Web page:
Fun MySQL fact of the day: the IO thread

On Friday, we looked at a pretty fun and very handy use of the MySQL binary log to perform point-in-time recovery during a make-believe disaster. We're going to circle back to point-in-time recovery a bit later this week, but I want to first start looking at MySQL's replication implementation.

As mentioned last Wednesday, MySQL uses the binary log to facilitate replication and whenever I need to remember how it works, I think of the cartoon, Chester & Spike. But now, you're probably thinking, "what does a cartoon about 2 dogs and an occasional cat have to do with MySQL"? Well, if you haven't seen Chester & Spike, imagine a gruff bulldog, Spike, our "master" database, and a hyper, eager terrier, Chester, our "replica" database, hanging out. Better yet, this is best visualized with a video clip.

Just like in the cartoon, when a replica, Chester, connects to a master database, Spike, Chester eagerly asks, "you have any bin logs, Spike? Do ya? Huh? Huh Spike? Do you have any bin logs?" And, if Spike has binary logs, Spike will send them to Chester. Otherwise, smack. From here, once Chester fully receives all the binary logs from Spike, he saves them locally as his own "relay logs" in his own private stash. Then, Chester asks Spike again, "hey, Spike, you have any bin logs? Do ya? Huh Spike? Do ya?". And on. And on. And on.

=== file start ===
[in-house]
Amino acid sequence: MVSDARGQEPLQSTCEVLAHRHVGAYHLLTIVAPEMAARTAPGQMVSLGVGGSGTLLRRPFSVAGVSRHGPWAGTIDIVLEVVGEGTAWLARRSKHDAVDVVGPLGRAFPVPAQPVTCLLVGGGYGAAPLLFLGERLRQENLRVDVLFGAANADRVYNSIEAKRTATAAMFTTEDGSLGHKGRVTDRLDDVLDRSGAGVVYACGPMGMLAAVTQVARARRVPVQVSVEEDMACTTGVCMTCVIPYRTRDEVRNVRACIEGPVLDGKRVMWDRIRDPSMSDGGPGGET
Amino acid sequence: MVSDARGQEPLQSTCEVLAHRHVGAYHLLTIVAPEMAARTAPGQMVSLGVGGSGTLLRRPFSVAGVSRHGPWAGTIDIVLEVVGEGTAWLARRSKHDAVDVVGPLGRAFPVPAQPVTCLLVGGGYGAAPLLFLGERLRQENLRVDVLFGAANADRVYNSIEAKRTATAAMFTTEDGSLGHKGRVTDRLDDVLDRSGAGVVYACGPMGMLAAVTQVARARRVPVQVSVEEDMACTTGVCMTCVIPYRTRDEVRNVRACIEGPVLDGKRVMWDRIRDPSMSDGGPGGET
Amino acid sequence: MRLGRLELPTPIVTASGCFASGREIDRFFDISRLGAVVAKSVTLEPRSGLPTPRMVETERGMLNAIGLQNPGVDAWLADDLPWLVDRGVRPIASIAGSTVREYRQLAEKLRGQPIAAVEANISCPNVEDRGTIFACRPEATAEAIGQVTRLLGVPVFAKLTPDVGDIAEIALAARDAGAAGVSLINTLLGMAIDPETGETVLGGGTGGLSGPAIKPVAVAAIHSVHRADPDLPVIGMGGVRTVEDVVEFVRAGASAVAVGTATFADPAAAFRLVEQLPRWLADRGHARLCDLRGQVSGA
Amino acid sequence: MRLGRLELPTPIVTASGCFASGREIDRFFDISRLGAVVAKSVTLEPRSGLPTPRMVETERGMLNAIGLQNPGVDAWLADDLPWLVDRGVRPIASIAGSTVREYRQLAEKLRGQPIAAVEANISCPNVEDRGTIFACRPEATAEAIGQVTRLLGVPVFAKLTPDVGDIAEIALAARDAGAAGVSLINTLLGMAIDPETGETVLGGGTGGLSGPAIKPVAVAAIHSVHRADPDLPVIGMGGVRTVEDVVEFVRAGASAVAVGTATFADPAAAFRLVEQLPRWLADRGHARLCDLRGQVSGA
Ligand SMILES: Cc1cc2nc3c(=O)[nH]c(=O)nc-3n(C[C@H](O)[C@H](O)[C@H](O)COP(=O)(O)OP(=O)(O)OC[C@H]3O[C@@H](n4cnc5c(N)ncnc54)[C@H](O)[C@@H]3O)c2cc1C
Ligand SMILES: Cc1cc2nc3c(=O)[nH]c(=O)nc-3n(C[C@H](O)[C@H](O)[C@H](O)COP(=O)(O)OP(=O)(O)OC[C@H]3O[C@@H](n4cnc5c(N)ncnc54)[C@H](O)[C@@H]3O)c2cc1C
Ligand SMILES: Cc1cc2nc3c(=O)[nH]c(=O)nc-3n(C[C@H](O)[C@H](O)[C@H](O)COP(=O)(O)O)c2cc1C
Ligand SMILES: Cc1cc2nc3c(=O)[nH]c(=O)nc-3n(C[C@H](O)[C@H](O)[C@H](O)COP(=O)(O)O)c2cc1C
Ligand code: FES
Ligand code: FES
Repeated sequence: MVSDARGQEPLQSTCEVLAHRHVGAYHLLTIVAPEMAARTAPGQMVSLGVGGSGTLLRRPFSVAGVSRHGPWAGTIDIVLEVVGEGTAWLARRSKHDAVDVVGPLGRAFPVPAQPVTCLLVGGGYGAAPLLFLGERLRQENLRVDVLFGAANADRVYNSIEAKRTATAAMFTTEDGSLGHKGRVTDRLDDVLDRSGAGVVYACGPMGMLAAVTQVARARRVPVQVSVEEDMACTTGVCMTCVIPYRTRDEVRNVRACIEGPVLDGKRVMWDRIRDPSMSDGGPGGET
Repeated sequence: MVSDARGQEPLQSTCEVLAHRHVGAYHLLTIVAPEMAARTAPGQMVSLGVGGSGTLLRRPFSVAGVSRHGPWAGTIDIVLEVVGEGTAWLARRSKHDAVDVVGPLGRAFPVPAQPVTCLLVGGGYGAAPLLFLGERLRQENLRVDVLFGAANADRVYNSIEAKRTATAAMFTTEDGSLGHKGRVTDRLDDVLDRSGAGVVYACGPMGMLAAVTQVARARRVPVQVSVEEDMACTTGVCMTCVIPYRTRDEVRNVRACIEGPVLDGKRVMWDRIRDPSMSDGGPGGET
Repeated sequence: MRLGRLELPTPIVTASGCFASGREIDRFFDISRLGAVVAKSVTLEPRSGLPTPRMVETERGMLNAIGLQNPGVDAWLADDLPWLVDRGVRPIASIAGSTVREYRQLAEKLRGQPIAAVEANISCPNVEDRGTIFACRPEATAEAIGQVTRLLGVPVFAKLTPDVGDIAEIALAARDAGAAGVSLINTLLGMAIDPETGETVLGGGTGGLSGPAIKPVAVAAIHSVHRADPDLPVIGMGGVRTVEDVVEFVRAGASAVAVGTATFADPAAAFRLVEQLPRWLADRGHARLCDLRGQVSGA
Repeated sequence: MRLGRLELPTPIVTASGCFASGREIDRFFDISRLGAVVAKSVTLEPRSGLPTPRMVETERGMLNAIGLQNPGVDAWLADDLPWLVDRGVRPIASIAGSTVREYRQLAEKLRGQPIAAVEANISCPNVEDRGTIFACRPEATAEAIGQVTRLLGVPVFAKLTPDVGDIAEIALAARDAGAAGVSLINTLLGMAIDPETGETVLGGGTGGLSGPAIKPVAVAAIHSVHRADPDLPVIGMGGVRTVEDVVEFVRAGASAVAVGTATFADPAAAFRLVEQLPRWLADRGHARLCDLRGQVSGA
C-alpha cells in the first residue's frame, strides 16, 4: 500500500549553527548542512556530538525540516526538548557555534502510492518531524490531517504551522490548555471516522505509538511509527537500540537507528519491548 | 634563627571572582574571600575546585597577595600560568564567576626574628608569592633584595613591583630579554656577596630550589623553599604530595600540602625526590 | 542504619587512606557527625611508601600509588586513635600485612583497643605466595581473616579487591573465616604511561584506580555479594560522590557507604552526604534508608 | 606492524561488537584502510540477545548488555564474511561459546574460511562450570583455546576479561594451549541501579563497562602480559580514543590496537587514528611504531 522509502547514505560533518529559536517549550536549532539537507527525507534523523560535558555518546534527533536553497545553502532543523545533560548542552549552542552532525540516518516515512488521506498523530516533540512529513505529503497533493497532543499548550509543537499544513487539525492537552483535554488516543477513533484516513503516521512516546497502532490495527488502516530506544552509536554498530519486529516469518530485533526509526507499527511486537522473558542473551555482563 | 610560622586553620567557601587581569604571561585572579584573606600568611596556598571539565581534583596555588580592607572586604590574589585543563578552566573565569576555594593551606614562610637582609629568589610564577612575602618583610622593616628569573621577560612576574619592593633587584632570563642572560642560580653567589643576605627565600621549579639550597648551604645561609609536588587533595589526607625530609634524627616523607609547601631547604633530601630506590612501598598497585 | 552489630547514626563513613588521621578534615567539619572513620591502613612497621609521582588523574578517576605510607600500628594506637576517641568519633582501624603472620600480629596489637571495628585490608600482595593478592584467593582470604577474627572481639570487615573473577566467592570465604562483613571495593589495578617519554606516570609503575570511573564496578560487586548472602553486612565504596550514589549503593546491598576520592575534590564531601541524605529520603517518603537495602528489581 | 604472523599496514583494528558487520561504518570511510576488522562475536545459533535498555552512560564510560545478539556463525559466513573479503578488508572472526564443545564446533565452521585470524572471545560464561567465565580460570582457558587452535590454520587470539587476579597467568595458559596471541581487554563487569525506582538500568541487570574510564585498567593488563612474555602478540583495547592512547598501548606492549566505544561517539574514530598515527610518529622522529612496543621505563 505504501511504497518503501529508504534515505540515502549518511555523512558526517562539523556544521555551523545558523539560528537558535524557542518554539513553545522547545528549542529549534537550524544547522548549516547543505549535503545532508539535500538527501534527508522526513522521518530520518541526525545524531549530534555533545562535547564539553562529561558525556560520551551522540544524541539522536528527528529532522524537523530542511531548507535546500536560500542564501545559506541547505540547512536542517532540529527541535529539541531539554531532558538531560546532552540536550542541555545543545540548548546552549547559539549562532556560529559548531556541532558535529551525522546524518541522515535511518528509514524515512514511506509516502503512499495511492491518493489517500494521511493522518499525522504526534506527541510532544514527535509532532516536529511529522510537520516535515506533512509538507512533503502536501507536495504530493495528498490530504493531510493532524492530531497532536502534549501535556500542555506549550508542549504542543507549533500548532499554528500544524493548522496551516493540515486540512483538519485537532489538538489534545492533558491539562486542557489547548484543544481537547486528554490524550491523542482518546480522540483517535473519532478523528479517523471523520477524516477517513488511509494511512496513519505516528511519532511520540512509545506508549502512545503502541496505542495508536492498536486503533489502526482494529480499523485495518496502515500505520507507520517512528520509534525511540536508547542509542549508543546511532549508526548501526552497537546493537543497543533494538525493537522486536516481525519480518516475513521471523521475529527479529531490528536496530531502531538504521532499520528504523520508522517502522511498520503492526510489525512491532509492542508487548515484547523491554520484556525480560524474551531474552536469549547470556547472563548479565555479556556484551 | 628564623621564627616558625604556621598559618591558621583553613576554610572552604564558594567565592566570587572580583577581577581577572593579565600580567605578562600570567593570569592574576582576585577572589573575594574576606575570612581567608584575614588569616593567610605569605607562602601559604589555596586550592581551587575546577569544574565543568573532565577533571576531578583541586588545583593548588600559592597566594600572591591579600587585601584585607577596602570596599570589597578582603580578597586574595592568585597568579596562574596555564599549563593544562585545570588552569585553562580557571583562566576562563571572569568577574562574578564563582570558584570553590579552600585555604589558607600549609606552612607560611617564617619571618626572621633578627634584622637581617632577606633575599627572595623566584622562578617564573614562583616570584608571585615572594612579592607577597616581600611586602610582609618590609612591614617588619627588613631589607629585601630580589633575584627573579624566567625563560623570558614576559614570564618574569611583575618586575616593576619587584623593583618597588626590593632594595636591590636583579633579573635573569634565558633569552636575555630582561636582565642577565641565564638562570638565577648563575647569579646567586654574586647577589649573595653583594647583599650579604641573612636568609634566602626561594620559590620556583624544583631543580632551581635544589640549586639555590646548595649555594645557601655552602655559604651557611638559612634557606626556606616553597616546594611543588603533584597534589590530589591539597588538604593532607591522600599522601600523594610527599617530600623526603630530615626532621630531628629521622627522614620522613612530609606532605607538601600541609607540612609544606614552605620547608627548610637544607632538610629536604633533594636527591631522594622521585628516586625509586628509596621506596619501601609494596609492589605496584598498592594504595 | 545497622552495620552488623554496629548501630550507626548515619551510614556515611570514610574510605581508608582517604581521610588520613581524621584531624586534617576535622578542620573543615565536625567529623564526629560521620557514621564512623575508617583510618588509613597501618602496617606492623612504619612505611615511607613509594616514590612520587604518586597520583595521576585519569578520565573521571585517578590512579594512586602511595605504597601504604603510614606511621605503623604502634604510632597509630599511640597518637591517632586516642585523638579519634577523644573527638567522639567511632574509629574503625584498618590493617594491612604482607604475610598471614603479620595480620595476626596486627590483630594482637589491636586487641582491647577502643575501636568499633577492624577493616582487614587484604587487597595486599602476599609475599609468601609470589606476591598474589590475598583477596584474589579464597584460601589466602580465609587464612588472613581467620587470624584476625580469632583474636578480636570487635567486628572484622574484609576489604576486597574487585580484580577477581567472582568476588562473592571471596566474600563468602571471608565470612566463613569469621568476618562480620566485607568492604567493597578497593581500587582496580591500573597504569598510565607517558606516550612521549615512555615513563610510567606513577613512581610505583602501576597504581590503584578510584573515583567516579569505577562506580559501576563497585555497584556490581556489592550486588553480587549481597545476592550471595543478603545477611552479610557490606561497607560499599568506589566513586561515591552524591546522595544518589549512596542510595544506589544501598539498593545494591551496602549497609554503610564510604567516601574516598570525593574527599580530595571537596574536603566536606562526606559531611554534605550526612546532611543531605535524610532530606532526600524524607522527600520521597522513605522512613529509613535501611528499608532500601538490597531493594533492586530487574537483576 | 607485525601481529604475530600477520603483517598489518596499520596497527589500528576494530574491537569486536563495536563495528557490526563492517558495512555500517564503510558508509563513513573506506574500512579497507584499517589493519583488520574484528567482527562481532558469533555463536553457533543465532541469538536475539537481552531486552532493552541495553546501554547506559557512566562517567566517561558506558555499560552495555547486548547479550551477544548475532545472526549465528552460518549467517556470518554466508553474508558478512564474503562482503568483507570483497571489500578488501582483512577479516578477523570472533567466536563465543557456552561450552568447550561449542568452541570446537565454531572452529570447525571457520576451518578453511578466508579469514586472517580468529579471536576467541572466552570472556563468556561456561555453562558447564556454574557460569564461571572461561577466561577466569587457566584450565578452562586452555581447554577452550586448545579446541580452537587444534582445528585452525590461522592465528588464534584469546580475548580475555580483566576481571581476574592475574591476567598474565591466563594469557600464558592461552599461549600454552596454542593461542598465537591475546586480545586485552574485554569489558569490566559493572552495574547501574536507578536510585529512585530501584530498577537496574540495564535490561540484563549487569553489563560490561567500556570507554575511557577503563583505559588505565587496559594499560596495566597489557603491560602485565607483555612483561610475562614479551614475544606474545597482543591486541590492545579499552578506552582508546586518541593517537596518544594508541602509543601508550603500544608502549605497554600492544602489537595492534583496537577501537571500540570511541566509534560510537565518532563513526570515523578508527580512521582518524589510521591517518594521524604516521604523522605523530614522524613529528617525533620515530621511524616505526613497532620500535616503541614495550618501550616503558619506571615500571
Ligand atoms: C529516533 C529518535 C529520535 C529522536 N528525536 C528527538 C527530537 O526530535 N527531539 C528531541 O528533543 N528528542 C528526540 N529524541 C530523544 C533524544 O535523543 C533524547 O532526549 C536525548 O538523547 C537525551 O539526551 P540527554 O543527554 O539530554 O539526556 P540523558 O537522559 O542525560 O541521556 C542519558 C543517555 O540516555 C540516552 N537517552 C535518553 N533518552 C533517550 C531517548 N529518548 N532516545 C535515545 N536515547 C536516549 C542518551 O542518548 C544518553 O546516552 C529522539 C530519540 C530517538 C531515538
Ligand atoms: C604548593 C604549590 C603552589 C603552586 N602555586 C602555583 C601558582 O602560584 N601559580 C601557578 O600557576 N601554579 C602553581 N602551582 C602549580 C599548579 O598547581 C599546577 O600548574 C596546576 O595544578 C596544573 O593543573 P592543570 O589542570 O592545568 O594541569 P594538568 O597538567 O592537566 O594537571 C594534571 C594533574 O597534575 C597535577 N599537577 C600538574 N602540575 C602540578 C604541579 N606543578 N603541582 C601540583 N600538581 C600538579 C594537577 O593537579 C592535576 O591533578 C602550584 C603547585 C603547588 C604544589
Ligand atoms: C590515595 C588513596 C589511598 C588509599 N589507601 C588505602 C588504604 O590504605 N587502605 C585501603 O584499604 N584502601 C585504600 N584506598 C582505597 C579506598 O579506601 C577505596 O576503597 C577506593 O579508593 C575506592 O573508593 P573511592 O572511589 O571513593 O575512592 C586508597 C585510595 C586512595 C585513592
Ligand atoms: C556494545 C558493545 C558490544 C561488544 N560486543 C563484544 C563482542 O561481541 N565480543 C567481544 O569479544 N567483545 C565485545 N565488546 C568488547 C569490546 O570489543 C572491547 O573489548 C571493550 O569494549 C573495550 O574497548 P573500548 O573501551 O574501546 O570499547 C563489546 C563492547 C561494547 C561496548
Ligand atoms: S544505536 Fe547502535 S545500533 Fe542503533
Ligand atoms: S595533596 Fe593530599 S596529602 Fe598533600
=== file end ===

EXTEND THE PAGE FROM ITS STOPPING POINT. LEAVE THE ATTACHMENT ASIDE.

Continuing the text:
Now, to be clear, there's nothing special about relay logs: relay logs are just downloaded binary logs from another database, and, other than being incremental, they're exactly the same: you can still use mysqlbinlog to examine them, and you can still perform point-in-time recovery with them if you so choose. Of course, it's now time to ruin our fun comparison: in MySQL, "Chester" is actually called the "IO Thread", which is tasked with continuously asking for and downloading relay logs from a master database. The IO Thread will continue this cycle until it is either stopped (STOP SLAVE IO_THREAD) or the replica database runs out of disk space---whichever comes first.